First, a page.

Blyth Spartans test FA Cup reputation against Gateshead

By Matt NewsumBBC Sport
Steve Cuggy
Steve Cuggy was a three-time Wembley winner as assistant boss at Whitley Bay

The Northumberland port of Blyth is renowned for three things; coal mining, ship building - and giantkilling.

Blyth Spartans might be a part-time club in the Blue Square Bet North, but they have a proud FA Cup history.

Just ask Stoke City fans of a certain vintage, who saw their Division Two side ousted by the Northern League outfit in 1978 seasonexternal-link - en route to a famous televised fifth round replay defeat by Wrexham at St James' Park.

More recently, in December 2008, it was the turn of then-League Two side Bournemouth to suffer a similar fate, before Spartans bravely bowed out at the hands of Premier League side Blackburn in the third round.

This time round, having reached this stage with wins over Bedlington, Whitby and Droyslden, Blyth's present outfit have the opportunity to repeat those feats when they take on fierce local rivals Gateshead in Saturday's first round tie.

"It doesn't come much bigger for people from Blyth and Gateshead, especially in the FA Cup," Spartans manager Steve Cuggy told BBC Sport.

"You can't understate the importance of it. There are financial rewards and there's the exposure the club gets, which is really good for raising the profile."

Recent form between the two clubs favours Blue Square Bet Premier side Gateshead, particularly given their higher status and, in particular, last season's 2-0 FA Trophy success at Croft Park.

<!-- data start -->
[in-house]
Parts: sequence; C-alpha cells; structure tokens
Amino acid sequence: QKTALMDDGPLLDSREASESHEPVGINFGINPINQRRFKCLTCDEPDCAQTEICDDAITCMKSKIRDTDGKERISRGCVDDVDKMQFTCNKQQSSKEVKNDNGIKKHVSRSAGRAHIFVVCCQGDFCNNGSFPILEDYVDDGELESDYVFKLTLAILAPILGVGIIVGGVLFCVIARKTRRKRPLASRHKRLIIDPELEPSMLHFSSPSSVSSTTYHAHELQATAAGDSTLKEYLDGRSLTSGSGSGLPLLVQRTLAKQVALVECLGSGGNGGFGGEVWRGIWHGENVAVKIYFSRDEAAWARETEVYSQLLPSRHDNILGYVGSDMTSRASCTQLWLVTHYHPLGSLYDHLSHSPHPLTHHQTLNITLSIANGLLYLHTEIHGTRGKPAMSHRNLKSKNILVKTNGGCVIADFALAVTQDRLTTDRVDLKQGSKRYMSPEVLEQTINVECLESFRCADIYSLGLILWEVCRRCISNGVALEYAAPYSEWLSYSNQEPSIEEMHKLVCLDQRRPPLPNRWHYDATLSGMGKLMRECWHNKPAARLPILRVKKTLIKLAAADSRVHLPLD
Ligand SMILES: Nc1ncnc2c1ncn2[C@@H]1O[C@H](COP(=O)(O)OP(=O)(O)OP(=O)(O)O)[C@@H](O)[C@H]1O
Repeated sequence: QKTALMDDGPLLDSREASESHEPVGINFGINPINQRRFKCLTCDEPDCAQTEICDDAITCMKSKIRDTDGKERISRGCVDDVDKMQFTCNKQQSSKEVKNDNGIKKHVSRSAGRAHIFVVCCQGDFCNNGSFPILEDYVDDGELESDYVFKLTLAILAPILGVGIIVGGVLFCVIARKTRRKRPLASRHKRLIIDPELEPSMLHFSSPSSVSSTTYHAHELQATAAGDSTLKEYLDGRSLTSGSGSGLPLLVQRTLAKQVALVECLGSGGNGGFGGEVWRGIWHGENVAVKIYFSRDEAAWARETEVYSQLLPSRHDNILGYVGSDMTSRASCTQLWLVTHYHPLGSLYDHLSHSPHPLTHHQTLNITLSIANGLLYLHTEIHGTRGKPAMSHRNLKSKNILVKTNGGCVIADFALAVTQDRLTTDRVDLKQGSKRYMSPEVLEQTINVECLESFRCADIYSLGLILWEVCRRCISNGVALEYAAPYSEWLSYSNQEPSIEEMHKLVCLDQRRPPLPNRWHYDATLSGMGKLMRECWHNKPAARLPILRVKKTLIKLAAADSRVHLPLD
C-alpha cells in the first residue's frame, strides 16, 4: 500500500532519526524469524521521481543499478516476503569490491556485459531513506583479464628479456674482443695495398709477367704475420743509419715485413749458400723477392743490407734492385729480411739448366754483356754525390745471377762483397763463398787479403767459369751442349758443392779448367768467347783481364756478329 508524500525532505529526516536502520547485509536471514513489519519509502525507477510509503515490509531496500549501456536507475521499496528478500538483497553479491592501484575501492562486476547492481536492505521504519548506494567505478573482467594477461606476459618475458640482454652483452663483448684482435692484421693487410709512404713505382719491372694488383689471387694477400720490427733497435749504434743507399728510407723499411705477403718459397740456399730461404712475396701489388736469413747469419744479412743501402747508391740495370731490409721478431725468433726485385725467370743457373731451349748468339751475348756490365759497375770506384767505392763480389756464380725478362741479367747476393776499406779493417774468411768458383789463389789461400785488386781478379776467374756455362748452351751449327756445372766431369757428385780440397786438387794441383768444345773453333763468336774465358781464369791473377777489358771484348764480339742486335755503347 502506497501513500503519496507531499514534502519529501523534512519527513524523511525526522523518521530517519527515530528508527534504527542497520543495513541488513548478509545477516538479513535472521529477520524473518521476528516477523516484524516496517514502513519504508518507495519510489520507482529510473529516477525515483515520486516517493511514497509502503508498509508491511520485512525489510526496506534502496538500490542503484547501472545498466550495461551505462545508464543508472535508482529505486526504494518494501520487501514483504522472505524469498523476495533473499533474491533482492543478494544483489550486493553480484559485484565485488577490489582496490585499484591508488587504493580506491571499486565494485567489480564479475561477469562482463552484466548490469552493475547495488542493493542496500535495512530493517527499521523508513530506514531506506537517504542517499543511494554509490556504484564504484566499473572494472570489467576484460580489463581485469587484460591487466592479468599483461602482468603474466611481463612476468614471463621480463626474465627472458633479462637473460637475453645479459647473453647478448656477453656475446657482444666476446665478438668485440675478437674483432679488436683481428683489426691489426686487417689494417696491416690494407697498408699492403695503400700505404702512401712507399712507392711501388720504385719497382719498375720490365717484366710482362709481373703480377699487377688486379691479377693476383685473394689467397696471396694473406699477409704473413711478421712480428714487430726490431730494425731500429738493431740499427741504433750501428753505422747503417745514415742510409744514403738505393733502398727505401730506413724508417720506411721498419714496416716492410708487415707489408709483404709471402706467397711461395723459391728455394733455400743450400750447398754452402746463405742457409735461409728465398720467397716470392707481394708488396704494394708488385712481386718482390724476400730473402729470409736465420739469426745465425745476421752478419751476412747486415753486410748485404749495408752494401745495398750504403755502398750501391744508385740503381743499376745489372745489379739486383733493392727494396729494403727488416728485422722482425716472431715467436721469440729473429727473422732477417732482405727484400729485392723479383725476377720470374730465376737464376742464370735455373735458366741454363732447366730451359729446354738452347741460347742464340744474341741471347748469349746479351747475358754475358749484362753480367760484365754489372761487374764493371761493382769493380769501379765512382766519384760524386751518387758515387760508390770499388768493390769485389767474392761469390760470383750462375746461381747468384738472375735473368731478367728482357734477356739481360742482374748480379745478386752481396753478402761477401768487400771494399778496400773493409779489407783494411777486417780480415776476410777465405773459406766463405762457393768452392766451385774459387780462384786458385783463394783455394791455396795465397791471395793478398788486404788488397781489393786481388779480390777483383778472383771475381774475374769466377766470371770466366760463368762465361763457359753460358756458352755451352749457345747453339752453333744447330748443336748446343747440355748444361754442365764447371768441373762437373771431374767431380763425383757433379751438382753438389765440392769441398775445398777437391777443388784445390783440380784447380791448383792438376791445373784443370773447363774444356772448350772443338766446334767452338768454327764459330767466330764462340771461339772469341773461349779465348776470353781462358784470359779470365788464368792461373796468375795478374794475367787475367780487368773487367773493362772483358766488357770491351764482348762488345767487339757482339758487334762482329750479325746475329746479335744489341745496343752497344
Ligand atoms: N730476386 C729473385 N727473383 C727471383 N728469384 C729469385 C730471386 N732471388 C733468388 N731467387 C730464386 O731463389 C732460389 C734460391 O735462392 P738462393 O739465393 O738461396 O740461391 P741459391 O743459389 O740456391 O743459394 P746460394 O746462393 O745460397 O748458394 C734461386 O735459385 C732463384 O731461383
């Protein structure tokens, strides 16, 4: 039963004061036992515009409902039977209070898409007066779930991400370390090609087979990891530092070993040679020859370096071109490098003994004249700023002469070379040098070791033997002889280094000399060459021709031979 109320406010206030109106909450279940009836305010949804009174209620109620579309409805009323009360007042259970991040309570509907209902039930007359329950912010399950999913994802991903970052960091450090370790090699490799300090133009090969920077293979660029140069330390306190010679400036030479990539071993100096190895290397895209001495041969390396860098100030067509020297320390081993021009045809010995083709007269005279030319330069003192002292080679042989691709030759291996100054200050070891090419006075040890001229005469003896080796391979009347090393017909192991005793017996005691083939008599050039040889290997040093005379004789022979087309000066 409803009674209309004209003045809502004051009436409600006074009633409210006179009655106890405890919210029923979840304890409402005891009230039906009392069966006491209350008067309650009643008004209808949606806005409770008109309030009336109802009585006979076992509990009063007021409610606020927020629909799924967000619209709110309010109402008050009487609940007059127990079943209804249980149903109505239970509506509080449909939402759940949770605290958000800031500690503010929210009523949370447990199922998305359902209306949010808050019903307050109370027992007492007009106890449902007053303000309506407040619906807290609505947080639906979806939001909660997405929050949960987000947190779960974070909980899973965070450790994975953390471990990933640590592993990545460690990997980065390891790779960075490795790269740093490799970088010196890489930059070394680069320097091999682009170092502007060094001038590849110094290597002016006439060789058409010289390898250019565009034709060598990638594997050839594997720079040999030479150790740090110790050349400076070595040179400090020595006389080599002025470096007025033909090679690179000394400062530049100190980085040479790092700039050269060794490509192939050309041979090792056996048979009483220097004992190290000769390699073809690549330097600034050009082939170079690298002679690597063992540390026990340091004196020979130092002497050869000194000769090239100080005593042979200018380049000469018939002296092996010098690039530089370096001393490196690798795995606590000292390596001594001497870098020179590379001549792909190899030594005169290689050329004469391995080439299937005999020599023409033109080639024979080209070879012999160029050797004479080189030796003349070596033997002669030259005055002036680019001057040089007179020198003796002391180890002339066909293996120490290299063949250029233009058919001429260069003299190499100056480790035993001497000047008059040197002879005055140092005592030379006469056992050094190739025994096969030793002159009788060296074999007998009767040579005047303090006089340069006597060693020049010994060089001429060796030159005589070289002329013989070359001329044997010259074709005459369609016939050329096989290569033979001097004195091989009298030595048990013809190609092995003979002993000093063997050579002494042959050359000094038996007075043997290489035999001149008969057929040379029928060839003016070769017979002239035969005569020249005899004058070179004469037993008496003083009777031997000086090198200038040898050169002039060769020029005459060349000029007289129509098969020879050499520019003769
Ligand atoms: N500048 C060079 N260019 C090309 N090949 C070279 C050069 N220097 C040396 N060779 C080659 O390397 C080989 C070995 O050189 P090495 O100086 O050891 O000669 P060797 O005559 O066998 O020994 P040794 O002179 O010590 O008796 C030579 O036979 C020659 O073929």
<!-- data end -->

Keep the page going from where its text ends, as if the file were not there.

However Tynesiders boss Ian Bogie has been part of shocks of his own as a player.

He helped Port Vale to an FA Cup success against Everton in 1996external-link and then took league side Brentford to a replay during his current spell as manager of Gateshead.

"Blyth will be encouraged by what they've achieved in the past," said Bogie.

"The adrenaline will be pumping, likewise for us, and they'll raise their game.

"League form and professional status go out of the window.

"It's a dangerous game but this is what we're in football for, and I expect us to win as I do every time we take to the field."

Cuggy left his assistant manager's post at three-times FA Vase winners Whitley Bay this summer for the manager's position at Blyth after Mick Tait's departure.

"The Vase has done wonders for Whitley Bay," said Cuggy. "The FA Cup has done wonders for Blyth so we hope to continue that.

"This is the biggest game of my career. It's bigger than any of the Vase finals.

"It's several levels up, and it's a big challenge playing against a full-time team."

Despite the rivalry between the two clubs, relations between the men in the technical areas at Croft Park are expected to remain cordial throughout.

"I get on very well with Ian, we go back a few years," Cuggy added.

"His children went to the same school as my children and we used to have a chat while we waited to pick them up.

"Since I got the Blyth job, Ian has really helped us a lot, gave us a rundown on a few players who might be useful, although I couldn't afford most of them.

"He's been very helpful and we have a good relationship."

Top Stories